Psalm 51 speaks to the agony that David must have felt knowing that he had sinned and now there was this separation between him and God. He who had always known God’s favor must have felt bereft at the silence that we feel when there is a spiritual distance between us and the Father.
As always, I am touched by the beauty of the Psalms. They speak to me. They speak FOR me. “You desire truth… therefore teach me wisdom… Create in me a clean heart, O God.” (Psalm 51:6,10)
Remorse… repentance… the need for mercy… the desire for oneness with God…
Then David praises God and promises to teach others, so that all may experience the joy of His salvation.
“Restore to me the joy of your salvation… Then I will teach transgressors your ways, and sinners will return to you… O God of my salvation, my tongue will sing aloud of your deliverance.” (Psalm 51:12-14) Amen!
I too noticed that David promised to teach others. I had always felt unworthy to teach others because I was a sinner. I also have a lot of trouble believing that my sins are forgiven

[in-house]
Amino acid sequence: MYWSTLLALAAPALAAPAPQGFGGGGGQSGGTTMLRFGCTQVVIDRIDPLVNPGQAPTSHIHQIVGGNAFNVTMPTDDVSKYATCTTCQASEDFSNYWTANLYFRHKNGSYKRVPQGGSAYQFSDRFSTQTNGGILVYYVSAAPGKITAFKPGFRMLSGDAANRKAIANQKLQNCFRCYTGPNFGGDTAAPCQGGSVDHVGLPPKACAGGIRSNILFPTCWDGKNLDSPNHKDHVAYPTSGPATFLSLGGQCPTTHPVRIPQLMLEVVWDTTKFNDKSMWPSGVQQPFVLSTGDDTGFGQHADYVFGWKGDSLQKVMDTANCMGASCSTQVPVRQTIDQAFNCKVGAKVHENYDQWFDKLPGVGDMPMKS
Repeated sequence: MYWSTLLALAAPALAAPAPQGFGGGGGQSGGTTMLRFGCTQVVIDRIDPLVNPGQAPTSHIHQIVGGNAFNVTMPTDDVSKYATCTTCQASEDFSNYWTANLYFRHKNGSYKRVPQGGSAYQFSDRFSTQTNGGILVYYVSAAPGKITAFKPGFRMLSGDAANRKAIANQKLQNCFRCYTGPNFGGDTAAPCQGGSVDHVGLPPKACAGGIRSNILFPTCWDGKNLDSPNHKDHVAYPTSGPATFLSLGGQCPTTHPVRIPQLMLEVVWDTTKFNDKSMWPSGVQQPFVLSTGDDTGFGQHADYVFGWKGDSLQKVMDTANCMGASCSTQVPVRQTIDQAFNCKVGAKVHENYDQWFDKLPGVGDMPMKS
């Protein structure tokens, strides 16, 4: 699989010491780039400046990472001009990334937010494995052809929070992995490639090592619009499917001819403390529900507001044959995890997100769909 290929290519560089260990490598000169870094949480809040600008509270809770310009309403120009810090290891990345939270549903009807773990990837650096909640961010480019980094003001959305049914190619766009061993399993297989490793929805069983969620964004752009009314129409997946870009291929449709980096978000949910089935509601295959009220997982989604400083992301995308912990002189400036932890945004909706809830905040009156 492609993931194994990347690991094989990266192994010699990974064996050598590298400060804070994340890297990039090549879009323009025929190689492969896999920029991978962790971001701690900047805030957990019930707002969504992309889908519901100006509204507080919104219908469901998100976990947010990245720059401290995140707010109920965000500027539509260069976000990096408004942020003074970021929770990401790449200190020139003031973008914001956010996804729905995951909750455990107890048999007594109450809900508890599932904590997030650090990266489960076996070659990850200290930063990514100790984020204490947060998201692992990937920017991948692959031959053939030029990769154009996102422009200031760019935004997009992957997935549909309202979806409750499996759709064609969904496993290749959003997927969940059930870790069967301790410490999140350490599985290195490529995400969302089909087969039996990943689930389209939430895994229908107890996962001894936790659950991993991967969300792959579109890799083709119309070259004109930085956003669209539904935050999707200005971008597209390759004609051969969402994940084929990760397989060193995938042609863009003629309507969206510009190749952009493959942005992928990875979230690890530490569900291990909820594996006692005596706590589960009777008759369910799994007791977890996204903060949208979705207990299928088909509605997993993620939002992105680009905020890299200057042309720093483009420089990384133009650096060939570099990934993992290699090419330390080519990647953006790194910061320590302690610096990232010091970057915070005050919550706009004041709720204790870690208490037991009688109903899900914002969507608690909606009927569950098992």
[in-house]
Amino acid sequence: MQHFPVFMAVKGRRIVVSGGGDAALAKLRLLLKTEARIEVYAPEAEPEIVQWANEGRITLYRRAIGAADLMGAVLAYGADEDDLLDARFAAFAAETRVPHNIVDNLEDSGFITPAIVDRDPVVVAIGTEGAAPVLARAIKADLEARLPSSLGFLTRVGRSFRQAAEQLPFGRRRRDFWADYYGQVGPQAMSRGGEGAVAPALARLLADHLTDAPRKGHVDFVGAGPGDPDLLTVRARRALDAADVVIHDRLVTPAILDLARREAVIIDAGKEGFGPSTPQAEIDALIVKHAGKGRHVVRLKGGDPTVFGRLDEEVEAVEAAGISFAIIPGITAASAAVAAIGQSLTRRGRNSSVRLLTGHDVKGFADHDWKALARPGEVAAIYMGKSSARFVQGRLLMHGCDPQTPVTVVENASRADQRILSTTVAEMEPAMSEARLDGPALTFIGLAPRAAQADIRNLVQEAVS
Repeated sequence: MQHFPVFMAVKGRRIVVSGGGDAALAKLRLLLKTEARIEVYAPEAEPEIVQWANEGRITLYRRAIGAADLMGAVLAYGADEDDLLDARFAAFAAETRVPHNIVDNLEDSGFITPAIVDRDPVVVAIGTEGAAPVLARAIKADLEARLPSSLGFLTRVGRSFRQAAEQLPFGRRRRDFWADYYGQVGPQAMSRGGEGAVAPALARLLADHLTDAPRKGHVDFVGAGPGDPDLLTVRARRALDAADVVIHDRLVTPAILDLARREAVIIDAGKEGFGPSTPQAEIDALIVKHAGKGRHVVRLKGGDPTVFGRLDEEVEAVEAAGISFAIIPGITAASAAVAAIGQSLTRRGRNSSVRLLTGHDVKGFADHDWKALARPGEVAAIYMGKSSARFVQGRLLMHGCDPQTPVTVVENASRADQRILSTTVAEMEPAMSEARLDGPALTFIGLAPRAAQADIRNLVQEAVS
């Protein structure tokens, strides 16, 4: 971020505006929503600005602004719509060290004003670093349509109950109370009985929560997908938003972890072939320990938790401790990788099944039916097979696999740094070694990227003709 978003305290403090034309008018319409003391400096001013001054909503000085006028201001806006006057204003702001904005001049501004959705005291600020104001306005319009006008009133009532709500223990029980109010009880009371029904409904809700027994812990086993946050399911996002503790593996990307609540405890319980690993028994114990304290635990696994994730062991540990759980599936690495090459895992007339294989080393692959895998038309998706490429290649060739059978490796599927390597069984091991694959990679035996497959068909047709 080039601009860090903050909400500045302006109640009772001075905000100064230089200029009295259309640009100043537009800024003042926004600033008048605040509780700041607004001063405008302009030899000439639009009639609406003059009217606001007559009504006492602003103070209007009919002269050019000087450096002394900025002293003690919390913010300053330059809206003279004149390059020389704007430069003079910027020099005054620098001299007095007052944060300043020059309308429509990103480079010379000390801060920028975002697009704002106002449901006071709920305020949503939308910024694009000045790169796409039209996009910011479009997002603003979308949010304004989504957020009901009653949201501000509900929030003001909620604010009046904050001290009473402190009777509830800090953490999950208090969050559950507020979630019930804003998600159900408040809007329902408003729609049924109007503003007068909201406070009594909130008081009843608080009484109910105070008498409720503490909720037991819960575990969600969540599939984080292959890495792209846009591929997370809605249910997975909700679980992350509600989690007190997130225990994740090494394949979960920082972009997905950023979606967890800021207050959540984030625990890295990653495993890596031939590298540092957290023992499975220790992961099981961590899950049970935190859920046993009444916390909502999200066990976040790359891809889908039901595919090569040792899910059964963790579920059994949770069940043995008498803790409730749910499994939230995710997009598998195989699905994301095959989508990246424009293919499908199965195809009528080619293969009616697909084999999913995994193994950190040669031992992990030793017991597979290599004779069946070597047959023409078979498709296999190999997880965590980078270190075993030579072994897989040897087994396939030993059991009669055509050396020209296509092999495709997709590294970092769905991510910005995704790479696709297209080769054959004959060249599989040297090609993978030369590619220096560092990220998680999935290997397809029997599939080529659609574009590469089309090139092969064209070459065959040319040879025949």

Well, there are different ways of teaching that goes beyond the scholarly knowledge. We all have something to offer; we have our life experiences that we can share with one another. God made us uniquely different for a reason.
Barbara, your sins are forgiven… that’s what Jesus tells us. That’s what the priest tells us in confession. As long as we repent with a sincere heart… even if we repeat the sin due to our own shortcomings.
I love what St Paul says of “The Inner Conflict”:
“I do not understand my own actions. For I do not do what I want, but I do the very thing I hate… Now if I do what I do not want, it is no longer I that do it, but sin that dwells within me… Wretched man that I am! Who will rescue me from this body of death? Thanks be to God through Jesus Christ our Lord! So then, with my mind I am a slave to the law of God, but with my flesh I am a slave to the law of sin.” (Romans 7:15, 20, 24-25)